Sports and Entertainment in Denmark

Entertainment in Denmark

Danish beaches

According to Wholevehicles, Denmark is not the most obvious choice for lovers of beach joys: Northern Europe does not indulge in the burning sun and sea at the temperature of fresh milk. But it’s still worth grabbing a swimsuit: the total length of the coastline is 7,500 km, the Baltic and North Seas are famous for their amazing cleanliness, and there are comfortable recreation areas both on the continent and on the islands.

From almost anywhere in Denmark, you can reach the coast in less than an hour.

The beach season starts in summer: it is still cool to swim in June, but by July-August the water warms up to a comfortable +22 °C. The weather is warm, but not hot, so you can bask by the sea for days on end. The most popular beaches are located in the vicinity of Copenhagen: there are not only all amenities, but also yacht clubs, water parks, restaurants and entertainment centers.

Most of the people on fine days are on the Amagersky beach, awarded the Blue Flag for well-groomedness and safety. Its northern part is covered with sand, the southern part is given over to the promenade, sports grounds and picnic areas. For children – separate shallow water areas, for adults – kayaking, diving and other sports. But it’s better to bring an umbrella and a towel with you: beach equipment rentals in Denmark are rare.

The Sonderstrand beach is one of the most spacious in Europe: the length of the sandy strip is more than 6 km.

The west coast attracts lovers of active pastime: strong winds, waves and currents create optimal conditions for yachting and windsurfing. On the eastern coast, the picture is completely different: the sea is calm, the bottom is safe, the depth is shallow, picturesque rocks protect from the winds – it is no wonder that families with children often relax here. The beaches of the islands of Funen and Falster are also focused on parents with kids: the entrance to the water is gentle, there are playgrounds and ramps for strollers.


Denmark is unlikely to surprise fans of steep turns and dizzying heights: there are no impressive mountains in the kingdom. On the other hand, small, neat and absolutely safe hills for skiing are perfect for beginners and families with children. Most of the slopes are covered with artificial snow, so skiing is possible all year round. But the best time to visit mountain resorts is, of course, winter: the frost that burns cheeks and snowflakes flying from the sky create the perfect atmosphere for relaxation.

In the list of the most popular places for skiing is the town of Silkeborg on the Jutland peninsula. Skiers, snowboarders and lugers tack along groomed tracks equipped with lifts. For children there is a separate small hill, for experienced athletes there are red tracks of increased difficulty. You can live here: the resort has built charming houses with amenities.

The cost of a one-day ski pass in Silkeborg is 275 DKK per person, the price includes the rental of skis and ski boots.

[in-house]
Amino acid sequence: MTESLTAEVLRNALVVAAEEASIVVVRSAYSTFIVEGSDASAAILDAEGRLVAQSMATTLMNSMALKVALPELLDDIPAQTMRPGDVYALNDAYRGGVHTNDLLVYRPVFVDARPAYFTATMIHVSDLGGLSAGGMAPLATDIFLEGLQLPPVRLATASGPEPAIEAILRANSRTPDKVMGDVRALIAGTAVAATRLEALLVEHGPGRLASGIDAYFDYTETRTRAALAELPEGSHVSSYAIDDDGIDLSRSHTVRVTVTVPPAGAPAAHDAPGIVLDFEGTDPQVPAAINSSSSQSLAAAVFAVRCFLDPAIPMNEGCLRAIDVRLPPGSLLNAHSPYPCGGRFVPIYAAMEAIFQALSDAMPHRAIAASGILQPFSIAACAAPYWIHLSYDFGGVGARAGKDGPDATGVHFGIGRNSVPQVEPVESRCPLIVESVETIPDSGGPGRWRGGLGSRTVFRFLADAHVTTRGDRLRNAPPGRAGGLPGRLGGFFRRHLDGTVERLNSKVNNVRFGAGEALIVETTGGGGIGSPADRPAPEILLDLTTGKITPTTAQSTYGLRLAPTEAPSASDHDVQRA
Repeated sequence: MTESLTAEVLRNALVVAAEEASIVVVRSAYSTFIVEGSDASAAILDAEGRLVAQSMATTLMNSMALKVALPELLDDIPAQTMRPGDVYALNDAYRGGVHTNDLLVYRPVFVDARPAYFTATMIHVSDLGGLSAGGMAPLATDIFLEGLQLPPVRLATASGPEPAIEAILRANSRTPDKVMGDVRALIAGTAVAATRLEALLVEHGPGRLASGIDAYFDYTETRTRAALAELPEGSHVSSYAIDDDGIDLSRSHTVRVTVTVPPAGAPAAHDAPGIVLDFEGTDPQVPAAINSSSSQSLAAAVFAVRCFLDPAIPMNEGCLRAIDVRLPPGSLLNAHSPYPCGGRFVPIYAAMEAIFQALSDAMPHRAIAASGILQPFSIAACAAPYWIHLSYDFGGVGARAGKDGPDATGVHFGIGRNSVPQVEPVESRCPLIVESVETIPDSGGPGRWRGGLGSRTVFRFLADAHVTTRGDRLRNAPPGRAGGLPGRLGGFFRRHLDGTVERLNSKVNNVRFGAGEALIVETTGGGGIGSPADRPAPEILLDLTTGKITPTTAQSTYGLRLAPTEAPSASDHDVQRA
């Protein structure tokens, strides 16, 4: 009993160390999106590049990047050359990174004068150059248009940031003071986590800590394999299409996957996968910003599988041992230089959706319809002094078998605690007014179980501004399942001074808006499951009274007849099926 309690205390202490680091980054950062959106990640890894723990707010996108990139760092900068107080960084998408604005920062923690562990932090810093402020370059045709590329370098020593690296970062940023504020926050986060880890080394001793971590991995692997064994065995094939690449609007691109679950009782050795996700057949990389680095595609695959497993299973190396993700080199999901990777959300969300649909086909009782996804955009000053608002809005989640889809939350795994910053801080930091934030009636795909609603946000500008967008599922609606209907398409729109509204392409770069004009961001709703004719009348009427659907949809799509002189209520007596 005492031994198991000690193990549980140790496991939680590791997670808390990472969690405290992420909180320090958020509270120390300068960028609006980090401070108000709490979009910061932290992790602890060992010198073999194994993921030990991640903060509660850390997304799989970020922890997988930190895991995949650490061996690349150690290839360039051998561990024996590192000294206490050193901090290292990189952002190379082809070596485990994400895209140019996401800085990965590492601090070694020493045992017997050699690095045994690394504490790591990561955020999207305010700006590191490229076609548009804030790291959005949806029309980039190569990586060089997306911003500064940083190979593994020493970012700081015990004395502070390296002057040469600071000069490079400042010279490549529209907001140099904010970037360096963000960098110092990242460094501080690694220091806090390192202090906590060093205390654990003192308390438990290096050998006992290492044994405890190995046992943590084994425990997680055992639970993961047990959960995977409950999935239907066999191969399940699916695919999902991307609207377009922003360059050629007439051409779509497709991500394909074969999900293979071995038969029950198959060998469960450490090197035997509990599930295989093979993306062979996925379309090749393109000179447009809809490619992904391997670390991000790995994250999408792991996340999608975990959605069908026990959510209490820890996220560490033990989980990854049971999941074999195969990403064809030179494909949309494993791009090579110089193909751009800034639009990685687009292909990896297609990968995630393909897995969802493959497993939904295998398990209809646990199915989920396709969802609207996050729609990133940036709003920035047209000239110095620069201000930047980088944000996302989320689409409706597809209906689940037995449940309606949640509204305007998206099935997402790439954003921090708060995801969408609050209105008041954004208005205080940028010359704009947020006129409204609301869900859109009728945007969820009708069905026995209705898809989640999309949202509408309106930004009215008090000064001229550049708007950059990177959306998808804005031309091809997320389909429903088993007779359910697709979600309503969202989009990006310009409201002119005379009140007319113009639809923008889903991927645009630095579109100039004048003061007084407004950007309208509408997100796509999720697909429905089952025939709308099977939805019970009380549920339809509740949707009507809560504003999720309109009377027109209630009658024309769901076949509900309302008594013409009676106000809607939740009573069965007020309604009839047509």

On the island of Bornholm, there is the Osterlars resort with slopes 70-110 m high (70% are easy, the rest are more difficult). You can also enjoy active leisure in the vicinity of Copenhagen: the Hedeland Skicenter is equipped with blue and black slopes 35-80 m high, there is a ski school and areas for night skiing, a one-day ski pass costs 130 DKK for adults and 80 DKK for children. CopenHill, a year-round resort with a freestyle park, an observation deck, and trails for jogging and hiking, will open soon.

Holidays and events

Of all the Danish holidays, Christmas is the most beloved: they prepare for it in advance, decorate houses and streets, and choose gifts for loved ones. Exactly one month in advance, they put a spruce wreath with 4 candles on the table and light one a week, anticipating the coming holiday. On Christmas Eve they go to church services, and on December 25 they arrange warm family feasts.

The lights of the main Christmas tree on the Town Hall Square are personally lit by the mayor of Copenhagen.

They celebrate the New Year, almost like we do: they drink champagne to the sound of chimes, exchange gifts, launch fireworks into the sky, only the telecongratulations are read not by the president, but by the queen. Another winter holiday is Maslenitsa before a long fast: children dress up in costumes and sing songs on the streets, begging for sweets and coins in gratitude. The main state celebrations are the Day of the Battle of Dybbøl on April 18 and the Constitution Day on June 5.

Copenhagen in July is jazz, Skanderborg is rock in August, and soul and folk music is in Tönner in the last days of summer.

June 23 is the pagan Day of St. Hans with joyful festivities and dancing around the fires. The May Aalborg Carnival is a grandiose kaleidoscope of costumes and talents. On the eve of autumn, gourmets from all over the world come to the capital: the gastrofest Copenhagen Cooking is a celebration of Scandinavian cuisine. In the summer Roskilde, one of the main European rock parties rumbles, and in Frederiksssunn there is a spectacular Viking festival. By the way, fairs dedicated to the culture and customs of mighty warriors are held in many cities from Aarhus to Aalborg.

Entertainment in Denmark